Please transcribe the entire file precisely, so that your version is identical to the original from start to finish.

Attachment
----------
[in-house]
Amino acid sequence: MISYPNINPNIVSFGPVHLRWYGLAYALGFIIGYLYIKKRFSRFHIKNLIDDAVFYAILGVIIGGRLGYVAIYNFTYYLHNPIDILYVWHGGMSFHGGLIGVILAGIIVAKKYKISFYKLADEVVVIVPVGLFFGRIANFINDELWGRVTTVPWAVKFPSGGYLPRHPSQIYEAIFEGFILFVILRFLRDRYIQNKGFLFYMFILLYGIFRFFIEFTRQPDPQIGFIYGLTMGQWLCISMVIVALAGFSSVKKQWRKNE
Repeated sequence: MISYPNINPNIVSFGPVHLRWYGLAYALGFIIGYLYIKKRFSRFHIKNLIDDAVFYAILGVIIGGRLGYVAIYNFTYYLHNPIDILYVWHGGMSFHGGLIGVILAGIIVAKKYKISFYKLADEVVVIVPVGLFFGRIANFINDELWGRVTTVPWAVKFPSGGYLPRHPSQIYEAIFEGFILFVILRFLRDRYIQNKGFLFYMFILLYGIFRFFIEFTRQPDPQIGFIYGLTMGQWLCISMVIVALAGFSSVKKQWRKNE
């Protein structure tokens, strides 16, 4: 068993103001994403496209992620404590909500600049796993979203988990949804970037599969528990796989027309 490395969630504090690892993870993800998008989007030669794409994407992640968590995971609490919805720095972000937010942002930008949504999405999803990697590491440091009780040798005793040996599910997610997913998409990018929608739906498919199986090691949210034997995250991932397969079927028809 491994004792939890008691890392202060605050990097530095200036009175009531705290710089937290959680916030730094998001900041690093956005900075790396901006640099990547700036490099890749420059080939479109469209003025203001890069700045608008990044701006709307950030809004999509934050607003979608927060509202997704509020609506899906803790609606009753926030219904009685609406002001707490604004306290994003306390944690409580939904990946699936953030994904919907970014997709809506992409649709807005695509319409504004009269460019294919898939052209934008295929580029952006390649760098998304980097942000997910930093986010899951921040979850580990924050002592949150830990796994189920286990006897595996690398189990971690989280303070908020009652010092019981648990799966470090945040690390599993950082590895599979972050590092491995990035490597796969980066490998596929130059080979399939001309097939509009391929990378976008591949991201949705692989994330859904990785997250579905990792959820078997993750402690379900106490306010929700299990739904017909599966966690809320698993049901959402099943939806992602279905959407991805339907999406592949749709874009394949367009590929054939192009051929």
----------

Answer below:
[in-house]
Amino acid sequence: MISYPNINPNIVSFGPVHLRWYGLAYALGFIIGYLYIKKRFSRFHIKNLIDDAVFYAILGVIIGGRLGYVAIYNFTYYLHNPIDILYVWHGGMSFHGGLIGVILAGIIVAKKYKISFYKLADEVVVIVPVGLFFGRIANFINDELWGRVTTVPWAVKFPSGGYLPRHPSQIYEAIFEGFILFVILRFLRDRYIQNKGFLFYMFILLYGIFRFFIEFTRQPDPQIGFIYGLTMGQWLCISMVIVALAGFSSVKKQWRKNE
Repeated sequence: MISYPNINPNIVSFGPVHLRWYGLAYALGFIIGYLYIKKRFSRFHIKNLIDDAVFYAILGVIIGGRLGYVAIYNFTYYLHNPIDILYVWHGGMSFHGGLIGVILAGIIVAKKYKISFYKLADEVVVIVPVGLFFGRIANFINDELWGRVTTVPWAVKFPSGGYLPRHPSQIYEAIFEGFILFVILRFLRDRYIQNKGFLFYMFILLYGIFRFFIEFTRQPDPQIGFIYGLTMGQWLCISMVIVALAGFSSVKKQWRKNE
């Protein structure tokens, strides 16, 4: 068993103001994403496209992620404590909500600049796993979203988990949804970037599969528990796989027309 490395969630504090690892993870993800998008989007030669794409994407992640968590995971609490919805720095972000937010942002930008949504999405999803990697590491440091009780040798005793040996599910997610997913998409990018929608739906498919199986090691949210034997995250991932397969079927028809 491994004792939890008691890392202060605050990097530095200036009175009531705290710089937290959680916030730094998001900041690093956005900075790396901006640099990547700036490099890749420059080939479109469209003025203001890069700045608008990044701006709307950030809004999509934050607003979608927060509202997704509020609506899906803790609606009753926030219904009685609406002001707490604004306290994003306390944690409580939904990946699936953030994904919907970014997709809506992409649709807005695509319409504004009269460019294919898939052209934008295929580029952006390649760098998304980097942000997910930093986010899951921040979850580990924050002592949150830990796994189920286990006897595996690398189990971690989280303070908020009652010092019981648990799966470090945040690390599993950082590895599979972050590092491995990035490597796969980066490998596929130059080979399939001309097939509009391929990378976008591949991201949705692989994330859904990785997250579905990792959820078997993750402690379900106490306010929700299990739904017909599966966690809320698993049901959402099943939806992602279905959407991805339907999406592949749709874009394949367009590929054939192009051929």